Magha Puja (Sangha Day) is the second most important Theravada Buddhist festival that commemorates the spontaneous gathering of 1,250 Arahants (awakened monks), to whom the Buddha delivered the exhortation on the basis of the discipline (Ovada Patimokkha). It is a day that honors the Sangha, or Buddhist spiritual community.
It contains the four auspicious occasions that occurred nine months after the Buddha’s enlightenment and have been celebrated for over 2,500 years, which are: the full moon day of the third lunar month, the spontaneous arrival of 1,250 Arahants to see Buddha, the ordination of all of the Arahants by the Buddha himself, and the Buddha’s sermon called the Ovada Patimokkha.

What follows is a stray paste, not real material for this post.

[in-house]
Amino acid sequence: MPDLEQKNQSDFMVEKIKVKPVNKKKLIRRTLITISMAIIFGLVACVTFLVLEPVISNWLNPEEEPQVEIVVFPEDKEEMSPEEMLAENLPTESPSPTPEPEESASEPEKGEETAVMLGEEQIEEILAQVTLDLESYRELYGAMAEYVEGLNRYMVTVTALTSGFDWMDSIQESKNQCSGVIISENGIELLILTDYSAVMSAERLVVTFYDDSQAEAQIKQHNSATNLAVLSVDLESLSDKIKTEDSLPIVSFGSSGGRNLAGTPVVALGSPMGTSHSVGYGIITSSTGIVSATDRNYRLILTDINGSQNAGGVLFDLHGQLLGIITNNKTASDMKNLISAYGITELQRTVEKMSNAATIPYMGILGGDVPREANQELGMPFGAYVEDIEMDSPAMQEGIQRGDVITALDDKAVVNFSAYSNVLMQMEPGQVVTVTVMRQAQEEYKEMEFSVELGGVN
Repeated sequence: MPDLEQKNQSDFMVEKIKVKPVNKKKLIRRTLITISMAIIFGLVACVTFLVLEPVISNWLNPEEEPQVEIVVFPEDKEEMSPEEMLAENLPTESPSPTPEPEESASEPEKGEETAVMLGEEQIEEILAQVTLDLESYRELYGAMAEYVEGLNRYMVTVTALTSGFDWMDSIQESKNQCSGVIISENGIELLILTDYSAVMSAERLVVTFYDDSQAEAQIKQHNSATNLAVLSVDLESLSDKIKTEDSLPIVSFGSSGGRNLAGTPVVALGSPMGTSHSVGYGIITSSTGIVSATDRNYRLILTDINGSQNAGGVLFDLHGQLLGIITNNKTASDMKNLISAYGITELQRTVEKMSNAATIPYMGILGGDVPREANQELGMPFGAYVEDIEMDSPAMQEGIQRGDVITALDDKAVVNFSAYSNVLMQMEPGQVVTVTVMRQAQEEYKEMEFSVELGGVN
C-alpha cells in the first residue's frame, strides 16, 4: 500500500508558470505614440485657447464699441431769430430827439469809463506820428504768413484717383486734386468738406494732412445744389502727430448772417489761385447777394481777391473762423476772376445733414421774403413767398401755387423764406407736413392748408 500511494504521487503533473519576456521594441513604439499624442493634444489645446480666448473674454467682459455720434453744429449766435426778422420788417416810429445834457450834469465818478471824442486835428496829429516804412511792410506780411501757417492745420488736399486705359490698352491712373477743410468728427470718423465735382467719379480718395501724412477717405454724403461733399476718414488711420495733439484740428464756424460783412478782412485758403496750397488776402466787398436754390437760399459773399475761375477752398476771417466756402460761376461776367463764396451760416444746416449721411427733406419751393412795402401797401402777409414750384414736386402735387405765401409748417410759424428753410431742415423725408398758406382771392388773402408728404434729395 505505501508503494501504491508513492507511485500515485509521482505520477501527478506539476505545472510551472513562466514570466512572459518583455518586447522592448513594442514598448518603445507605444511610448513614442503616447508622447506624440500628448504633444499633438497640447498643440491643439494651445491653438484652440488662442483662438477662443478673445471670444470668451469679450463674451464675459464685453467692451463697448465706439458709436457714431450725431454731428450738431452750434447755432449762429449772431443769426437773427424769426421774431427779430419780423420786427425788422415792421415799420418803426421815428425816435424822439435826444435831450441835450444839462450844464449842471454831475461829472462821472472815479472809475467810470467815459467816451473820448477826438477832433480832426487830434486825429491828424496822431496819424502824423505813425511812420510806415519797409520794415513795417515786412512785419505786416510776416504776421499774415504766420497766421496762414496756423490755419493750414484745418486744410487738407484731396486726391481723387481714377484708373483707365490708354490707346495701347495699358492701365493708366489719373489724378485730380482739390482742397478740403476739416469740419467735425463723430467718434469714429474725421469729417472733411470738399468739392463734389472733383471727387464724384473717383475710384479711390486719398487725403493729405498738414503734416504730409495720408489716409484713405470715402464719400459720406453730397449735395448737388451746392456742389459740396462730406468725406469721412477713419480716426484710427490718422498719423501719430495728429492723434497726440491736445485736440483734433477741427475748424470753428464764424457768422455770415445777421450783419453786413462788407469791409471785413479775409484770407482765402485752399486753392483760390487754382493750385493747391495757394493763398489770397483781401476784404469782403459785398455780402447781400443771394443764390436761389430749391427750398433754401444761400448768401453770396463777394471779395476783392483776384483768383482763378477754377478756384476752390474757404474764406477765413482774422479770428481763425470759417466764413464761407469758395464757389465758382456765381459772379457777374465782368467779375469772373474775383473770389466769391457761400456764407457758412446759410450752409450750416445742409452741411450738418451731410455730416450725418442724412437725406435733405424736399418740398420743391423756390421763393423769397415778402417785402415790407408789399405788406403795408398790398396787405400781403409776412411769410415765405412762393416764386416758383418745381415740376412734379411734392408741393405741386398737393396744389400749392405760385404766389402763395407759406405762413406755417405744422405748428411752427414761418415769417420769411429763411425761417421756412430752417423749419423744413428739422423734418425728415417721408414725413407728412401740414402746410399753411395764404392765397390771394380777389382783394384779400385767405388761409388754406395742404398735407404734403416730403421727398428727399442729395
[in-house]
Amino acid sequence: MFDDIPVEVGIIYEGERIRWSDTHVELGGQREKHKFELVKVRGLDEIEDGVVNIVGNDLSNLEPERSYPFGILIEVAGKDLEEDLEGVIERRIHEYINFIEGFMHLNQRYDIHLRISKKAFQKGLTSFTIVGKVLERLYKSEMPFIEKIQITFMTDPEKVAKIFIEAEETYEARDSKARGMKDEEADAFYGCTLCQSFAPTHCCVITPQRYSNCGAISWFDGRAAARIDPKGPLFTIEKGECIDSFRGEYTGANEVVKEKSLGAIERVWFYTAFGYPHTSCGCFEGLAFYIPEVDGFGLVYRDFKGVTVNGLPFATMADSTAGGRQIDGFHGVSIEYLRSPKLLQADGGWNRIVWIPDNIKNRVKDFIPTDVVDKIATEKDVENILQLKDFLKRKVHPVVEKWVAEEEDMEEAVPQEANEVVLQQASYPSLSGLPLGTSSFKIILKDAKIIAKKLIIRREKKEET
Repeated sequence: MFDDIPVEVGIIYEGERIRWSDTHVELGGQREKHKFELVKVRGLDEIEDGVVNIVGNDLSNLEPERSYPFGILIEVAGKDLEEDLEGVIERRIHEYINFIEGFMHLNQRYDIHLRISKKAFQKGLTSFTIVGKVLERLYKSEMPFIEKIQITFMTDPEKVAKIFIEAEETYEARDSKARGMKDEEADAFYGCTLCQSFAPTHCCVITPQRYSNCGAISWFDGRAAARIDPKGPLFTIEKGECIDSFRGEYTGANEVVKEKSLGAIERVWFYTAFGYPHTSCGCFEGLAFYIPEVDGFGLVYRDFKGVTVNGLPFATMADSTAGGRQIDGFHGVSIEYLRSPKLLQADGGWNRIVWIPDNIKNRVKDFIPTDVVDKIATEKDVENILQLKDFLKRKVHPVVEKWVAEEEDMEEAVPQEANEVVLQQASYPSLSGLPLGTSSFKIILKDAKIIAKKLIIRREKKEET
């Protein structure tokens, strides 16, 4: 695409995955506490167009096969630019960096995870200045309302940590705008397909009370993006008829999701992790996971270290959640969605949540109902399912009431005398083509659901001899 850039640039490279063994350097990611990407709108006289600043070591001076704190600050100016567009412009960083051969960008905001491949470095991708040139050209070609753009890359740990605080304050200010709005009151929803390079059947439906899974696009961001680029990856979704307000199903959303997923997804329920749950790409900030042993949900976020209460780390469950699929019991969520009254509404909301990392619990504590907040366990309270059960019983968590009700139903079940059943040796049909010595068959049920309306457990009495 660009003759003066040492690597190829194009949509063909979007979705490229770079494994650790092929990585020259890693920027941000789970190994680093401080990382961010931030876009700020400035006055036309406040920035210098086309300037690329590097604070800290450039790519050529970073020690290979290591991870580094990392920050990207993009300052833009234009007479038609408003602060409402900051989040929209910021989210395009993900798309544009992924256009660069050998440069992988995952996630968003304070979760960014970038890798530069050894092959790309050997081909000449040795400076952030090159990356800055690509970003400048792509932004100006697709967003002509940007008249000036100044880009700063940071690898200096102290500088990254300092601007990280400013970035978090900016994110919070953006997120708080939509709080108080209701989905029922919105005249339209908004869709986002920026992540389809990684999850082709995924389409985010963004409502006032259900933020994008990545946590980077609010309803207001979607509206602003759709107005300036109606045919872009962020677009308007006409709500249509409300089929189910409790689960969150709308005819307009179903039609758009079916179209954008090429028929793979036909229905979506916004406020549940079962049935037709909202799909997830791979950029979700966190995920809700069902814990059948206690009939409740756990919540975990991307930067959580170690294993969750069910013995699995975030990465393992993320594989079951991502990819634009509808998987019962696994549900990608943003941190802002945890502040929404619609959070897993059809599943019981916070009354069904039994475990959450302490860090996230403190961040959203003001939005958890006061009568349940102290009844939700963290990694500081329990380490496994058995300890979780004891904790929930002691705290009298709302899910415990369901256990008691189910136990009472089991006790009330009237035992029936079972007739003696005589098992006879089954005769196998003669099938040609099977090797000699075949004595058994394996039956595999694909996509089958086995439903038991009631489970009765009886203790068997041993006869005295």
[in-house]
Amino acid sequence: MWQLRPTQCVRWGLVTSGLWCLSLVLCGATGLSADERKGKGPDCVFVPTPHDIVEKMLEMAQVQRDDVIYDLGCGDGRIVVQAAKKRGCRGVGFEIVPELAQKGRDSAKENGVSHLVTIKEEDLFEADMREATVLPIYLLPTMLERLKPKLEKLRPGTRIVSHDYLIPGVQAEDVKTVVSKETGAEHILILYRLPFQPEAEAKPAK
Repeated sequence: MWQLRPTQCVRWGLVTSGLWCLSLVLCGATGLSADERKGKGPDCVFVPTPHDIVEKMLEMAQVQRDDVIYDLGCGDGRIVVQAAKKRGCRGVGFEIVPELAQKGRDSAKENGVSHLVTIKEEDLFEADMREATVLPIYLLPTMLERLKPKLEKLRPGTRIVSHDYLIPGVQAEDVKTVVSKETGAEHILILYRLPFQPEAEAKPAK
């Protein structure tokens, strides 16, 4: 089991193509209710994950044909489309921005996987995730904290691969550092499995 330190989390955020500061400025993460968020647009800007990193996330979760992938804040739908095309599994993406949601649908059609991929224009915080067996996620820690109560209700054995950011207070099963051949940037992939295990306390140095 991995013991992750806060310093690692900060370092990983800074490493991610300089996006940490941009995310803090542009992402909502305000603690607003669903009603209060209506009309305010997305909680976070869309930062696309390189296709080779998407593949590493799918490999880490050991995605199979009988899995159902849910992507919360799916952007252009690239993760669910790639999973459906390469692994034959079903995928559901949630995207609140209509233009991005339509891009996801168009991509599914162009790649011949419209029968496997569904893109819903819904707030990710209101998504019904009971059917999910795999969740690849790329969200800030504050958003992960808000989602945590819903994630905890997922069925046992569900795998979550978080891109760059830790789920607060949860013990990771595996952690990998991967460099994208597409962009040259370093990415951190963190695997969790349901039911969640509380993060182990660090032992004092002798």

For the festival, lay people often visit temples to give offerings to monks and nuns, and monastics chant the Ovada-Patimokkha Gatha, which is a summary of the Buddha's teachings. Sometimes there will also be solemn candlelight processions.
One of the most elaborate observances of Magha is at the Shwedagon Pagoda in Yangon, Burma, where there is a non-stop, 10-day recital of Pathana, Buddhist teachings on the twenty-four causes of worldly phenomena as taught in the Pali Abhidhamma.
The Office of Spiritual and Religious life wishes all of those celebrating Sangha Day a time of wisdom and connection with community.
O’Brien, Barbara. “The Buddhist Holiday of Magha Puja or Sangha Day.” Learning Religions. July 27, 2018.
“Magha Puja: the light of Peace Ceremony.” Dhammakaya Foundation. 2022.
“Resilience: Multifaith Calendar 2022.” Multifaith Action Society. 2022.